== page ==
The German export sector has had to cope with numerous challenges over the last few years. These include “homemade” problems, above all in the auto industry, but also the shift in US trade policy. Climate change has become an increasingly important issue, too; in fact, it implies massive changes. That is why the long-term trend in many manufacturing sectors appeared unclear even ahead of the coronavirus pandemic. Now, COVID-19 has compounded already existing uncertainties. From our vantage point, a number of reasons support our hypothesis that continental value chains are likely to gain importance. [more]
July 14, 2020
4
The unemployment rates of teenagers and young adults were already attracting attention during the financial and euro crisis. The corona crisis has again led to massive distortions on the labour markets in many countries. However, the initial development of the official youth unemployment rate was fairly diverse internationally. In some countries the unemployment rate has even fallen sharply. [more]
July 13, 2020
Region:
5
In 2019, net migration to Germany amounted to +327,100, a significant decrease compared to the previous years. Particularly striking is the sharp decline in immigration from Poland and the sharp increase in the number of immigrants from India. In 2020, immigration is likely to collapse due to the COVID-19 crisis. Subsequently, we expect higher number again. The migration over the coming years might be driven by the skilled worker immigration law which came into force in March 2020. Also, the very good epidemiological situation in Germany compared with many other countries might be a pull factor. If net migration then returns to more than 300,000 people per year, the population is likely to rise from 83.2 million today to over 84 million by the early 2030s. [more]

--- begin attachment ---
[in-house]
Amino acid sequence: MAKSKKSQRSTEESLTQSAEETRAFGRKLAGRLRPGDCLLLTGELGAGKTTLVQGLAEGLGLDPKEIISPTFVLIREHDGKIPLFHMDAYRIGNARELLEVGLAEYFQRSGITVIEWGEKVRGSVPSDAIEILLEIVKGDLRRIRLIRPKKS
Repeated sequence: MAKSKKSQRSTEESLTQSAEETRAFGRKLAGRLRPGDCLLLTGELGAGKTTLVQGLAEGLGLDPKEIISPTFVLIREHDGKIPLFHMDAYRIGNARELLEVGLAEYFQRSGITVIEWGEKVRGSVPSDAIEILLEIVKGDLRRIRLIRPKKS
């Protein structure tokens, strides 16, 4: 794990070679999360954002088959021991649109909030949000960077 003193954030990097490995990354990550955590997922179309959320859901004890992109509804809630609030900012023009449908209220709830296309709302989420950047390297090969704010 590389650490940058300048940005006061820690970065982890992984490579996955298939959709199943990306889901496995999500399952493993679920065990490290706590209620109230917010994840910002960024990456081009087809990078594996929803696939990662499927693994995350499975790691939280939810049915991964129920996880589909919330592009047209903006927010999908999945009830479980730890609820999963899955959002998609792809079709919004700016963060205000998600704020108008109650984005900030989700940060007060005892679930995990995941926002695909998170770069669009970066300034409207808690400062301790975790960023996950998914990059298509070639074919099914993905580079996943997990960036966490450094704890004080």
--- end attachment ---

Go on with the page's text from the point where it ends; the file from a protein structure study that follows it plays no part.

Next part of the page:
June 26, 2020
Region:
6
How deep is your trough? Daily activity trackers suggest that the economy turned at the end of April as lockdown measures were gradually lifted. But we still expect a double-digit decline in Q2 GDP. The EUR 130 bn fiscal package was somewhat above our earlier expectations but does not change our GDP forecast, especially as still-prevailing pandemic uncertainties might curtail the economic impact of the package. But upside risks to our -9% GDP forecast for 2020 have (somewhat) increased. (Also in this issue: corona pandemic update, German public finances, global trade, German tourism during the corona crisis, German politics goes European) [more]